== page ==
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The Role of Dendritic Cell Subsets in the Maintenance of Effector and Regulatory T-cells in the Skin

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Regulatory T cells in skin regeneration

Regulation of stem cell function is an area of active investigation. European researchers focused on the role of regulatory T cells (Treg) on hair follicle homeostasis.

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Tissue immune homeostasis is dependent upon a dynamic balance between effector T-cells (Teff) and regulatory T cells (Tregs). In cases of autoimmunity, this ratio is perturbed and can lead to chronic tissue inflammation. Understanding the pathogenesis of autoimmunity requires the identification of the critical determinants of the Teff-Treg interaction. Hair follicles and especially the bulge region is the best characterised niche for adult skin epithelial stem cell residence and central to hair follicle function. Skin hair follicles undergo bouts of regeneration, cycling between highly synchronised phases of quiescence and growth. Treg function association with tissue immune homeostasis is illustrated in Alopecia Areata, a human autoimmune disorder characterised by defects in hair follicle cycling. Patients present with polymorphisms in genes that control Treg function and their augmentation has proved clinically efficacious. The scope of the EU-funded DCMERT (The role of dendritic cell subsets in the maintenance of effector and regulatory T-cells in the skin) was to dissect the role of Tregs in hair follicle-associated stem cell biology. For this purpose, they employed a well-characterised model of depilation-induced hair follicle regeneration. Researchers observed that Treg abundance, proliferative index and activation state were directly linked with hair follicle stage. Depletion of Tregs in this model markedly reduced hair regrowth compared to wild type mice. This was attributed to the lower proliferation of hair follicle stem cells, indicating that Tregs directly stimulated stem cell function during skin regeneration. Whole transcriptome RNA sequencing on skin Tregs unveiled various molecular pathways such as Notch signalling. Exogenous administration of Jagged 1 – the Notch signalling ligand – partially rescued the stem cell defect in mice lacking Tregs. Similar results were obtained in transgenic mice with Tregs lacking Jagged1. Collectively, these experiments underscored the role of Notch in Treg interaction with epithelial stem cells. The DCMERT study provided evidence for the first time of the role of Tregs on hair follicle biology. The functional requirement of skin Tregs for stem cell activation and differentiation provides a foundation for the development of new therapeutic strategies. Targeting the Treg-Notch axis could be extended beyond skin regeneration to other tissue regenerative disorders.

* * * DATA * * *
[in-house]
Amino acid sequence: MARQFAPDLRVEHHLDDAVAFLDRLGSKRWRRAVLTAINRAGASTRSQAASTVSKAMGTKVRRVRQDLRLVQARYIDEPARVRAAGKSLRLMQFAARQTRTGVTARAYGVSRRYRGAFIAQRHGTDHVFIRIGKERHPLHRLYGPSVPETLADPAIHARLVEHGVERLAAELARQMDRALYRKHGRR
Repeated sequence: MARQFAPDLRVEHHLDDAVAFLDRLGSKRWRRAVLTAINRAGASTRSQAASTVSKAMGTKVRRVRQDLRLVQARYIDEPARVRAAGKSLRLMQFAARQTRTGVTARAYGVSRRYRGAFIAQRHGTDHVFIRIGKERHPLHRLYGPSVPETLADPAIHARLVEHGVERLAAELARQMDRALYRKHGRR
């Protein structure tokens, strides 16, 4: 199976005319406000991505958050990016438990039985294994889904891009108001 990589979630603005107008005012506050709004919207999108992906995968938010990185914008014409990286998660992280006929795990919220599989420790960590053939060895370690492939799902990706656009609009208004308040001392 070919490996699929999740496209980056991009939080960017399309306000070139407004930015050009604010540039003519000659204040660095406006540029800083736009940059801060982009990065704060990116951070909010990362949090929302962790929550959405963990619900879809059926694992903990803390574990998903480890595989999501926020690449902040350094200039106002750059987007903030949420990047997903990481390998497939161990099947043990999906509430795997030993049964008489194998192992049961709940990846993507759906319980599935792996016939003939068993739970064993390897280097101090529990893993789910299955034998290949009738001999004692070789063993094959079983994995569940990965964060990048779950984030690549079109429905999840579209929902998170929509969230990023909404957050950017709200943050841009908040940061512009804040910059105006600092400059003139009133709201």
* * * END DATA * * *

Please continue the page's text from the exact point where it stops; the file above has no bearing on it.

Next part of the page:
Regulatory T cells, skin, hair follicle, autoimmunity, stem cell, DCMERT, Notch signalling, Jagged 1

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